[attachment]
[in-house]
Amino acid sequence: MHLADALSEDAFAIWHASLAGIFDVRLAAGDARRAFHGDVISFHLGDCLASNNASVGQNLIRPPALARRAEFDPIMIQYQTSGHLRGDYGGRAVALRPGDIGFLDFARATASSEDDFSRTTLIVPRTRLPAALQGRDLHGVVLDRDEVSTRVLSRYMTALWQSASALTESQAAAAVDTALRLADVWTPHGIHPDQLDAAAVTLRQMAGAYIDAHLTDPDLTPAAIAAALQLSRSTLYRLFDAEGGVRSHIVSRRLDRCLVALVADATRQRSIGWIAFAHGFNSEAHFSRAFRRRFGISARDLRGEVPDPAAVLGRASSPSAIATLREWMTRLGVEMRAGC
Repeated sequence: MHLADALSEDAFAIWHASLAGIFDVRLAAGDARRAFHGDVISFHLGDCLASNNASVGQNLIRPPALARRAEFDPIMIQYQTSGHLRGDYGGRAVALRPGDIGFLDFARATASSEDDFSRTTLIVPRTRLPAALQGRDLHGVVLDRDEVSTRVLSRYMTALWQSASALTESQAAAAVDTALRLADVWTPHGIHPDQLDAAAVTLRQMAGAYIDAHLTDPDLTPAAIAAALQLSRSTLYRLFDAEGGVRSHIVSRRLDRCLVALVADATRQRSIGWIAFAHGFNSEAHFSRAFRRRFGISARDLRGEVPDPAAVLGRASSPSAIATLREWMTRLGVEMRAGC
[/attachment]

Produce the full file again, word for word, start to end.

[in-house]
Amino acid sequence: MHLADALSEDAFAIWHASLAGIFDVRLAAGDARRAFHGDVISFHLGDCLASNNASVGQNLIRPPALARRAEFDPIMIQYQTSGHLRGDYGGRAVALRPGDIGFLDFARATASSEDDFSRTTLIVPRTRLPAALQGRDLHGVVLDRDEVSTRVLSRYMTALWQSASALTESQAAAAVDTALRLADVWTPHGIHPDQLDAAAVTLRQMAGAYIDAHLTDPDLTPAAIAAALQLSRSTLYRLFDAEGGVRSHIVSRRLDRCLVALVADATRQRSIGWIAFAHGFNSEAHFSRAFRRRFGISARDLRGEVPDPAAVLGRASSPSAIATLREWMTRLGVEMRAGC
Repeated sequence: MHLADALSEDAFAIWHASLAGIFDVRLAAGDARRAFHGDVISFHLGDCLASNNASVGQNLIRPPALARRAEFDPIMIQYQTSGHLRGDYGGRAVALRPGDIGFLDFARATASSEDDFSRTTLIVPRTRLPAALQGRDLHGVVLDRDEVSTRVLSRYMTALWQSASALTESQAAAAVDTALRLADVWTPHGIHPDQLDAAAVTLRQMAGAYIDAHLTDPDLTPAAIAAALQLSRSTLYRLFDAEGGVRSHIVSRRLDRCLVALVADATRQRSIGWIAFAHGFNSEAHFSRAFRRRFGISARDLRGEVPDPAAVLGRASSPSAIATLREWMTRLGVEMRAGC